A profoundly unimpressive performance at the Farmers Insurance Open last week notwithstanding (70-77, to miss the cut), Keegan Bradley can become a dominant player in 2013 and capitalize on the promise he has displayed so far in his career.
Bradley, presently ranked 13th in the Official World Golf Rankings, was a dynamic element of the United States’ Ryder Cup team at Medinah last year. He followed an impressive 3-1-0 record at the event with four top 10s in the Silly Season, err, end of season events.
Bradley, of course, achieved his breakout win at the 2011 PGA Championship, toppling a sputtering Jason Dufner in a playoff. Awarded Rookie of the Year accolades, it seemed he would build on the successes of his inaugural PGA Tour campaign.
2012, for the St. John’s alumnus, was a solid year, but not a quantum leap forward.
He made the cut in all four majors, played well in the Ryder Cup and made 21 of 25 cuts on the PGA Tour. Although he didn’t win a second major, he did win in gritty and determined fashion at the WCG-Bridgestone Invitational.
Perhaps more importantly, he made the aforementioned 21 of 25 cuts, an improvement over the 18 of 28 mark in that same category in 2011. This suggests more consistent play, which is critical to the development of a young golfer.
Assuming Bradley will continue to improve, here are some things the Vermont native can do to become a force on the PGA Tour in 2013.
Bradley’s play in his Ryder Cup debut was spectacular.
Posting a 3-1-0 mark, the golfer was particularly dynamic when paired with Phil Mickelson, a nine-time veteran of the event and seasoned anchor to the younger man’s jumpy exuberance.
His crazy-eyed look of determination was one of the enduring images from the U.S.’ humiliating defeat. Bradley's celebrations, not so much excessive in their nature, but in their frequency, were memorable as well.
Certainly, Bradley has displayed passion, intensity and a will to win weekly on the PGA Tour. He seized the opportunity at the WGC-Bridgestone as Jim Furyk faltered and poured in a 15-footer with determination and an exclamatory first pump.
However, he is just as likely to look lost and fidgety on the course—the wild-eyed look turning to darting glances.
In order to become a dominant player, Bradley must play with the confidence, conviction and intensity that he showed during the Ryder Cup—albeit without looking for a high-five after every shot.
It is unlikely that Keegan Bradley is as nervous as he often appears to be.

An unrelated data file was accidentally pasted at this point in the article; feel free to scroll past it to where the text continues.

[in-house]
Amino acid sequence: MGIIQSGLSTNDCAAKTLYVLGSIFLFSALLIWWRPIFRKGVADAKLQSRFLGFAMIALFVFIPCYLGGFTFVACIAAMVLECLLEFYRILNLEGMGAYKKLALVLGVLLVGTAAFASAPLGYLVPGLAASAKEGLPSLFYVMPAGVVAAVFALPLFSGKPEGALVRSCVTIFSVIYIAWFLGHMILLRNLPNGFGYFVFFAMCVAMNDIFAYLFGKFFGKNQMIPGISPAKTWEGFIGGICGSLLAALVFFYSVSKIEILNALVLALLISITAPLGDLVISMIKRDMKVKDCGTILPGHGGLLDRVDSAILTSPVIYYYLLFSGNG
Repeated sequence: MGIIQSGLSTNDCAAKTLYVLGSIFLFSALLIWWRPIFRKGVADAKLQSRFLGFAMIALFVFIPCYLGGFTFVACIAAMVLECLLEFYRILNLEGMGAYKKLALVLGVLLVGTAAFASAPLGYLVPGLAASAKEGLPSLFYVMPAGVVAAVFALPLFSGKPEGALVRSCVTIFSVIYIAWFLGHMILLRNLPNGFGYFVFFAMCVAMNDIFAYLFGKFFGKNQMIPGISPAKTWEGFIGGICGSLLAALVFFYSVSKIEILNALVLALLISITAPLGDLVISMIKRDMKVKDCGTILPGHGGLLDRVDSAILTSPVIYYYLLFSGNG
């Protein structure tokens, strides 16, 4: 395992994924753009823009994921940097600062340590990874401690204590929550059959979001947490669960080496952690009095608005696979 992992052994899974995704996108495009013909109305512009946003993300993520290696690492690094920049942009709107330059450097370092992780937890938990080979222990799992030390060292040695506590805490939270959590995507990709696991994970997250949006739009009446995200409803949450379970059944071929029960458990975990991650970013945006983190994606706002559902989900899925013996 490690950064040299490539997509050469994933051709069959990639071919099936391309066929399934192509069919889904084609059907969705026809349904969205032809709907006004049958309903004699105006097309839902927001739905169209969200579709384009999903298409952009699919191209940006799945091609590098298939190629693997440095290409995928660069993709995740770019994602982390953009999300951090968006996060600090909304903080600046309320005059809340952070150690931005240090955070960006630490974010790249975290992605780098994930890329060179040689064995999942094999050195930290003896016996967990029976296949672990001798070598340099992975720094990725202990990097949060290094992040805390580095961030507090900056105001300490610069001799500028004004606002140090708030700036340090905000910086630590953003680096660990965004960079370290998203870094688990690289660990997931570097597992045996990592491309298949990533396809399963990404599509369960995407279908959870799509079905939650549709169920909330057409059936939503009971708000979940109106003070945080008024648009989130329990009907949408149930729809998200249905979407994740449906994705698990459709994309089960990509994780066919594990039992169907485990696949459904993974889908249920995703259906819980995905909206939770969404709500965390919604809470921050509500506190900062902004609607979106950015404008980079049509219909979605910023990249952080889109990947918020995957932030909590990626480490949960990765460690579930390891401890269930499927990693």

However, he has worked with Dr. Bob Rotella in the past to manage his mental approach to the game.
His ability to bounce back from a disastrous 15th hole with consecutive birdies at the Atlanta Athletic Club en route to his PGA Championship victory is believed by some to be evidence of the sports psychologist's present-centric, target-focused, positive philosophy taking root in the young golfer.
Going forward, it will be important for Bradley to internalize Rotella’s message further and maintain a detached focus on the shot at hand if he is to play a more emotional and intense game.
The apparent paradox highlights the difficulty of the enterprise, as well as why Rotella has worked with over 100 Tour golfers and why it would be wise for the former PGA Champion to continue working with the resident guru of the mental game.
From select distances, Bradley’s numbers tell a dismal story.
With his approaches from between 50 and 125 yards, Bradley is atrocious. He must improve on his performance from these distances.
Additionally, from 125-150 yards, the Woodstock, Vermont native is only hitting the green 69.88% of the time (118th on tour).
Further evidence, below:
|Approaches from 50-75 yards||17' 1''||129th|
|Approaches from 75-100 yards||17' 8''||104th|
|Approaches from 100-125 yards||20' 10''||130th
From these distances, an elite player is expected to hit it close and have a good look at birdie, not take his two putts and head to the next hole.
If Bradley is going to become a dominant force on tour, he needs to improve with his higher-numbered irons and wedges.
Bradley made 61 three-putts in 90 rounds last year. If you’re following along at home, that is not very good.
In fact, Bradley placed 169th out of 190 in three-putt avoidance last year.
The players ahead of him in the Official World Golf Ranking three-putt at a significantly lower rate. For example: Steve Stricker (18th in the category ), Brandt Snedeker (24th) and Bubba Watson (50th).
Additionally, he could stand to improve his putting from 15-25 feet. Bradley only holed about 15% of his putts from that distance last year, placing him in the bottom half of players on tour.
Certainly, this would go a long way in improving his aforementioned less-than-stellar performance on par-fours, which average around 450 yards.
Bradley averages about 300 yards off the tee. Given that he is hitting his irons to between 15 and 20 feet from the hole on the average par-four, holing a higher percentage of his putts (leaders in the category make upwards of 20%) would significantly improve his scores in general and par-four performance in particular.
*All stats from PGATour.com and the PGA Tour Media Guide